"Caring for Their Prisoner Compatriots": Health and Dental Hygiene at the Kooskia Internment Camp
The Kooskia Internment Camp (KIC) near Lowell, Idaho, housed Japanese internees during World War II. Open from 1943 to 1945, Kooskia was home to 256 Japanese men who helped to build U.S. Highway 12 during their stay. As detainees of the U.S. Department of Justice, these individuals were treated as foreign prisoners of war and were therefore subject to the conditions of the 1929 Geneva Convention. As such, the internees possessed the right to adequate medical care. Artifacts recovered from the site indicate that dental care was also available. A toothbrush handle, the cap of a toothpaste tube, a denture mold, and human teeth show evidence of these activities. A review of the terms of the Geneva Convention, all dental related artifacts, and archival documents will provide additional insight into the quality of dental care available to internees at the KIC.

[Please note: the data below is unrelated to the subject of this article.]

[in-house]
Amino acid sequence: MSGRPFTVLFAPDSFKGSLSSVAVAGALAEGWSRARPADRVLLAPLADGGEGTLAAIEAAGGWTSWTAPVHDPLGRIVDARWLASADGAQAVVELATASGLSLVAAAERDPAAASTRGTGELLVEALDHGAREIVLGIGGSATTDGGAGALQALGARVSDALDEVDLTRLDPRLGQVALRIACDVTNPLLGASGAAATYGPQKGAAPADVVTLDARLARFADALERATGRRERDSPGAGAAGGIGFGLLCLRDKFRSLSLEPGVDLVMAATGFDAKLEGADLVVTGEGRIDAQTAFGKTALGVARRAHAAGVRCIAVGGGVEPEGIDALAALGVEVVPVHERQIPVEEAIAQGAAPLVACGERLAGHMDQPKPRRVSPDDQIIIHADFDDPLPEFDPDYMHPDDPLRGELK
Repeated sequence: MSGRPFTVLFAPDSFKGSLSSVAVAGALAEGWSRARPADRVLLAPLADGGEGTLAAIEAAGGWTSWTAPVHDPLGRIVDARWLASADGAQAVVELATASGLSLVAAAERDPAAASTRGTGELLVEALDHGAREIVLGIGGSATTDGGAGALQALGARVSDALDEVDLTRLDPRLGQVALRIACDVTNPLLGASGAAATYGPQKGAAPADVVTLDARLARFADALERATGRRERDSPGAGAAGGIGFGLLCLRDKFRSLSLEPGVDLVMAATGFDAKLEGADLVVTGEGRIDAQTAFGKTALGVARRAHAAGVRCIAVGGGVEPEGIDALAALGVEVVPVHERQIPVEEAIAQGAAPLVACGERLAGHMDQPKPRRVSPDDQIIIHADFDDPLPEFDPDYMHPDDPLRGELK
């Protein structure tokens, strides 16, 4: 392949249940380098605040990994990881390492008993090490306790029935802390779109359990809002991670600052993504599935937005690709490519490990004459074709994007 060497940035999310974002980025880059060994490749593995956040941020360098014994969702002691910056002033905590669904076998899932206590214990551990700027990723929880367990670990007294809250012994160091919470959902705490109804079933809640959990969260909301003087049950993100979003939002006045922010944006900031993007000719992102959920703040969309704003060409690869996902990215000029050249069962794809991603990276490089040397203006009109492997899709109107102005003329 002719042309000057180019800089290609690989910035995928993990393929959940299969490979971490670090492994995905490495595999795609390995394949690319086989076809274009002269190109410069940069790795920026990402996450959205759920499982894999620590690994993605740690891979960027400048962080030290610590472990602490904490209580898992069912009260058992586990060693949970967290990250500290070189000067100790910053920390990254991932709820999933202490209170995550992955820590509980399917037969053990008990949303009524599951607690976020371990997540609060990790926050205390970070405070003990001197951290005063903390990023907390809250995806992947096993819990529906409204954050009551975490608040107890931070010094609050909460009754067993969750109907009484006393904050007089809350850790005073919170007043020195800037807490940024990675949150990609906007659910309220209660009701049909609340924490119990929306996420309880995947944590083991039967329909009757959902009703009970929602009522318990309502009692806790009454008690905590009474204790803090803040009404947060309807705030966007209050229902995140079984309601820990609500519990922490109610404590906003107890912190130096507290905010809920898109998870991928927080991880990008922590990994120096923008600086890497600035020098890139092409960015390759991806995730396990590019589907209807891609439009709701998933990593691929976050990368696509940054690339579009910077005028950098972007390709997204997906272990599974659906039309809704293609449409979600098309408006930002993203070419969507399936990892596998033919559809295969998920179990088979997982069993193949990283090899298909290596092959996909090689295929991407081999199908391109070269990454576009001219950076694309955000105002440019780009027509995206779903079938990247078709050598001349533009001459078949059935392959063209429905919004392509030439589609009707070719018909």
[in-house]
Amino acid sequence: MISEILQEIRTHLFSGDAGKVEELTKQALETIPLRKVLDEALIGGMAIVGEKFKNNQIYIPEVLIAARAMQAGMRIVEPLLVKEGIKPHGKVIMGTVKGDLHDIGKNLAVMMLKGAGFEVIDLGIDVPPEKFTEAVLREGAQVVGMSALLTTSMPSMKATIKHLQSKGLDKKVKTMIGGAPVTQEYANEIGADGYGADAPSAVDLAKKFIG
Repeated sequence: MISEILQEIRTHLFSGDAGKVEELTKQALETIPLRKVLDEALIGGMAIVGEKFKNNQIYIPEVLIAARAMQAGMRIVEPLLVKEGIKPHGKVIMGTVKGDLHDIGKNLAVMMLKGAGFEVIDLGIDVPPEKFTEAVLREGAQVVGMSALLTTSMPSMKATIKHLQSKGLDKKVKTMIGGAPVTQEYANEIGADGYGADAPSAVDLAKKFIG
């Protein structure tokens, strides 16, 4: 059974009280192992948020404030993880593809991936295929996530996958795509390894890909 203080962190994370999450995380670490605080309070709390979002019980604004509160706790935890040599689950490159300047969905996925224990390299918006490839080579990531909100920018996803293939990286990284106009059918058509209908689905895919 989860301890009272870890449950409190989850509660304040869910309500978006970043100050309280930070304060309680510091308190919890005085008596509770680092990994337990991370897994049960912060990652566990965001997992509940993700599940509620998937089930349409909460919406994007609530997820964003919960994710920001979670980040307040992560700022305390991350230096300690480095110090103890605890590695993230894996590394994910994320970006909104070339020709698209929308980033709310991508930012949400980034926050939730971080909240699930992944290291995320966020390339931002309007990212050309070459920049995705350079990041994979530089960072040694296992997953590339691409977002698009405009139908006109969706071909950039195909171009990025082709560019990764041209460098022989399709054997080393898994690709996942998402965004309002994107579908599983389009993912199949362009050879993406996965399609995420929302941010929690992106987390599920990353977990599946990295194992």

Cite this Record
"Caring for Their Prisoner Compatriots": Health and Dental Hygiene at the Kooskia Internment Camp. Kristen M Tiede, Kaitlyn Hosken. Presented at Society for Historical Archaeology, Seattle, Washington. 2015 ( tDAR id: 433842)
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